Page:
Guest post: Integrated billing and policy management is key to Telco 2.0

Today's ISP model frequently fails to align behavioural incentives of users, costs of this behavior to the network operator, and revenue. In a guest post, Openet's CMO Michael Manzo looks at the crucial transition to what might be called 'Telco 1.5':

The industry is generally in agreement that "Telco 1.0" triple play bundling of voice, video and data will lead to a long slow decline for network operators. Price erosion and disintermediation will drive revenues down and churn up. Control of the value chain will move upstream to content and application providers. I do subscribe to the Telco 2.0 vision of obtaining new revenues by servicing the needs of new 'upstream' customers who want to interact with the 'downstream' telco retail customer base. However, I also believe mainstream adoption is a ways off. Most operators are still grappling with the "ex-land grab" implications of their Telco 1.0 businesses, trying to understand a more classical segment marketing approach, and embracing the long tail phenomenon.

The reality is that operators today would be happy to just stop retailing a "bit pipe". Today's ISP model frequently fails to align behavioural incentives of users, costs of this behavior to the network operator, and revenue. Operators can at least stabilise their business, and possibly achieve continuing revenue growth, by sending their pipes to school. I call this a "smart pipe" business model -- "Telco 1.5." Our definition of a smart pipe is one that is not just technically smart, but is commercially smart too: it enables the operator to realize revenue that matches the value of the network resource utilization delivered to each subscriber. Ultimately, subscribers who use fewer resources pay less, and subscribers who use more pay more.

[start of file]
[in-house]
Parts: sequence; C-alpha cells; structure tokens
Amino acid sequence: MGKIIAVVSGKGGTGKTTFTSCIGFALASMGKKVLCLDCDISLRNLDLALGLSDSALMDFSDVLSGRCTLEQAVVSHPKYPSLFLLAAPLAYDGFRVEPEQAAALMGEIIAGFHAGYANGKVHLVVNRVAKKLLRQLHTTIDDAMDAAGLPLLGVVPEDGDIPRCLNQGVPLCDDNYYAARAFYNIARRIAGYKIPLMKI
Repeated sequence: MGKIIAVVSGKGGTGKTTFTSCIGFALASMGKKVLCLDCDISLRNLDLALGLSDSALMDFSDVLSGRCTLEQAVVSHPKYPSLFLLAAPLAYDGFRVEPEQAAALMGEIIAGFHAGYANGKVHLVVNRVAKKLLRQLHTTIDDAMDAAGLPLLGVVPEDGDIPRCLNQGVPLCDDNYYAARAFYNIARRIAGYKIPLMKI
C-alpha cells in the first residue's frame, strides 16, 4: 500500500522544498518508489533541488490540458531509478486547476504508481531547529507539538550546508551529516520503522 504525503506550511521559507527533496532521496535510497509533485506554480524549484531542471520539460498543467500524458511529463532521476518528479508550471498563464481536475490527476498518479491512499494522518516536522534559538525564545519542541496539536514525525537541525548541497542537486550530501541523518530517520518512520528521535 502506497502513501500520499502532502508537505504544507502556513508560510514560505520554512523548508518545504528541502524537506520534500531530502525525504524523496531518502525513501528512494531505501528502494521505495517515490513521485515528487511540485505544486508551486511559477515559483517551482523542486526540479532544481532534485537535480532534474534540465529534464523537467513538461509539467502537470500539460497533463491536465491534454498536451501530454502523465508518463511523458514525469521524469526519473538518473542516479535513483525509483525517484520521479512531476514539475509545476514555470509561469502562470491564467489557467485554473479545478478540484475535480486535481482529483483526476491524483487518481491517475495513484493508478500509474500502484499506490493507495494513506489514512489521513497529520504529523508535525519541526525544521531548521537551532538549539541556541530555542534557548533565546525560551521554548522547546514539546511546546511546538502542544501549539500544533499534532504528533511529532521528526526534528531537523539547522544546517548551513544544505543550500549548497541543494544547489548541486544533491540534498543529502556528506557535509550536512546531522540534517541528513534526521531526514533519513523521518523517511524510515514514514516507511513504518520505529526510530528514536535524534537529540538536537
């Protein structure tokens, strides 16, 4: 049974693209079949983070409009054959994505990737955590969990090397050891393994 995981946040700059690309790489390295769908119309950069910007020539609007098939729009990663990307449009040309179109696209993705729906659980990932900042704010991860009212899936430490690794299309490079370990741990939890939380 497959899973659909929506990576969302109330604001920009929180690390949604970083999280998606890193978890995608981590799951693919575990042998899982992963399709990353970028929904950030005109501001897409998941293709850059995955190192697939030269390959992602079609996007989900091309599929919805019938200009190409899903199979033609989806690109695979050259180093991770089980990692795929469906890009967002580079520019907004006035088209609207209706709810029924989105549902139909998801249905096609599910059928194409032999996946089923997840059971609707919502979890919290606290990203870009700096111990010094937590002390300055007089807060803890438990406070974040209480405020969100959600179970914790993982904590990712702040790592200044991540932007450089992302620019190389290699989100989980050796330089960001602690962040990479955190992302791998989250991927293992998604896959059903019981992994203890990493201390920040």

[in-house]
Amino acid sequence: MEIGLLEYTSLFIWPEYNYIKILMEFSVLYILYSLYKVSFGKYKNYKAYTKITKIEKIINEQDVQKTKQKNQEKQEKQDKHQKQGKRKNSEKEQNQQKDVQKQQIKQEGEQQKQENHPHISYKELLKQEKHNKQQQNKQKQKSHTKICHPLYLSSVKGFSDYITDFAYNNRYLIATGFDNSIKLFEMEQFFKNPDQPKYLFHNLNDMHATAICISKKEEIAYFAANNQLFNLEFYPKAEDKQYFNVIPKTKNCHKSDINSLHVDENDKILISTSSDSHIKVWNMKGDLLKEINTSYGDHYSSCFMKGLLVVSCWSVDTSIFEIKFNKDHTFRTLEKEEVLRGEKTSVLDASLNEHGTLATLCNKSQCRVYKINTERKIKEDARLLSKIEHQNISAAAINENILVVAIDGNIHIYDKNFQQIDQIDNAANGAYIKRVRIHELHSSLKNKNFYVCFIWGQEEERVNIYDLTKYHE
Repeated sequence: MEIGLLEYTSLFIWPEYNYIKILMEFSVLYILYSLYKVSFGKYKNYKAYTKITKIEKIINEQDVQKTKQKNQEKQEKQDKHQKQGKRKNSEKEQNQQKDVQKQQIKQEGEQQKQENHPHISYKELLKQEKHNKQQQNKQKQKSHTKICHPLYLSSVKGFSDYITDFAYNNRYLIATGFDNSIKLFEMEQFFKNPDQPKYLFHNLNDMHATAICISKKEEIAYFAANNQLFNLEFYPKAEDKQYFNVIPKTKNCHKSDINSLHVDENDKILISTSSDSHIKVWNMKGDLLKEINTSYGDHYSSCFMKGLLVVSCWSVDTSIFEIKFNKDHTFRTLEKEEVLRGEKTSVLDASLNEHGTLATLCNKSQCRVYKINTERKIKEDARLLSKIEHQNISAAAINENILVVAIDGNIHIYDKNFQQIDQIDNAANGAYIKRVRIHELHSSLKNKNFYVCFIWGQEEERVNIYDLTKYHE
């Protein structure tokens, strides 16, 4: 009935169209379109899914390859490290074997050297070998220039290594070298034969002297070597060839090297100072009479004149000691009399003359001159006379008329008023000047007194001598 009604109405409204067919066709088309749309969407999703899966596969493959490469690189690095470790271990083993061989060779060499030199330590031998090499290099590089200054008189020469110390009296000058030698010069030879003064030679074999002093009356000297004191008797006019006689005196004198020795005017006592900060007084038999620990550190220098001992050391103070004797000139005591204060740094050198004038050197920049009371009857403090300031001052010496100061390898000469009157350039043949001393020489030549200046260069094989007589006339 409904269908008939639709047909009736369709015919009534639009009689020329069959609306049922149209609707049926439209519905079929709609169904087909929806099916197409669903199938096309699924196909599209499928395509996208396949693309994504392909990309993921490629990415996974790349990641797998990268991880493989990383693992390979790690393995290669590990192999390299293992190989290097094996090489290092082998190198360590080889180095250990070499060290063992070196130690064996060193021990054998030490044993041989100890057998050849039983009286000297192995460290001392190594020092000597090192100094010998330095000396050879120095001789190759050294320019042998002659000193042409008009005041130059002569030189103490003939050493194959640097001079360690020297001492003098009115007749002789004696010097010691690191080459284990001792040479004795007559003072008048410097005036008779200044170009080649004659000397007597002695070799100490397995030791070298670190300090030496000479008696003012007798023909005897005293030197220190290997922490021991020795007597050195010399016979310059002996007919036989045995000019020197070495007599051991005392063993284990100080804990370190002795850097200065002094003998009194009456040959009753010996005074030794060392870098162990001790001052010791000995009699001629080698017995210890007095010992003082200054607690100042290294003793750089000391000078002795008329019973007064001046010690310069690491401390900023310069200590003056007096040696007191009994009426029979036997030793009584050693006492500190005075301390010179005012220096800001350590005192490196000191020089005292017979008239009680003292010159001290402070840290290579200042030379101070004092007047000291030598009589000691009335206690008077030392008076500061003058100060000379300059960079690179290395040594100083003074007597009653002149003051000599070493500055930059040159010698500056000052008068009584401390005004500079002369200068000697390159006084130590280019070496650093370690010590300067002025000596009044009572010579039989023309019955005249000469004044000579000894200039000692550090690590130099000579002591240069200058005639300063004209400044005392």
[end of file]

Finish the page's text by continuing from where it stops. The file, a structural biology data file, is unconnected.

Some in the industry associate this model with "consumption-based pricing." However, this is not so. Instead, operators can deploy a number of non-metered billing models in conjunction with the ability to govern the use of network resources.
In the Telco 1.5 model, operators have three key objectives:
  • Prioritize traffic on overloaded network resources
  • Enable subscribers to personalize services to create "stickiness"
  • Apply creativity in pricing models and service packages to differentiate offerings
Ideally they should do all three of these at the same time: ultimately developing creative, personalized price models and service packages based on the ability to prioritize traffic. Accomplishing this means that operators need to deploy the following strategic capabilities within their networks:
  • Control subscriber usage of network resources and services
  • Real-time control over the allocation of network resources to each usage session
  • Deploy more flexible and real-time billing capabilities

Again, operators need to do all of the above together. This is based on an array of real-time session and subscriber data including subscriber location, date/time, current network capacity, subscriber billing plan, subscriber usage history, subscriber contract terms, and usage and spending limits set by the subscriber. This integration of "control" and "monetization" requires a new breed of policy management capability that is seamlessly coupled with a next generation billing infrastructure.

There's a lot of talk today about "policy management," and it is certainly the key to accomplishing what I'm describing. First, it's probably wise to define what I mean by "policy management" because, like so many things in our industry, this area is also going through a transformation.
Policy management is:
  • A dynamic function in an operator network making real-time decisions concerning subscriber access to services and the allocation of network resources based on requests from the network via policy enforcement points;
  • Subscriber and session aware - by using an array of data in real-time to make decisions. Subscriber-aware information includes location, billing plan, usage history, contract terms and personalized usage and spending limits. Session information includes date/time, current network capacity, source of the traffic (internal vs. third-party application) and type of traffic (protocol or service type); and,
  • Convergent - works across voice and data services, legacy and next generation; wireless, broadband and cable/television.
Policy management isn't:
  • A static, network provisioning function,
  • Either subscriber access only or network resource only function,
  • One-size-fits-all,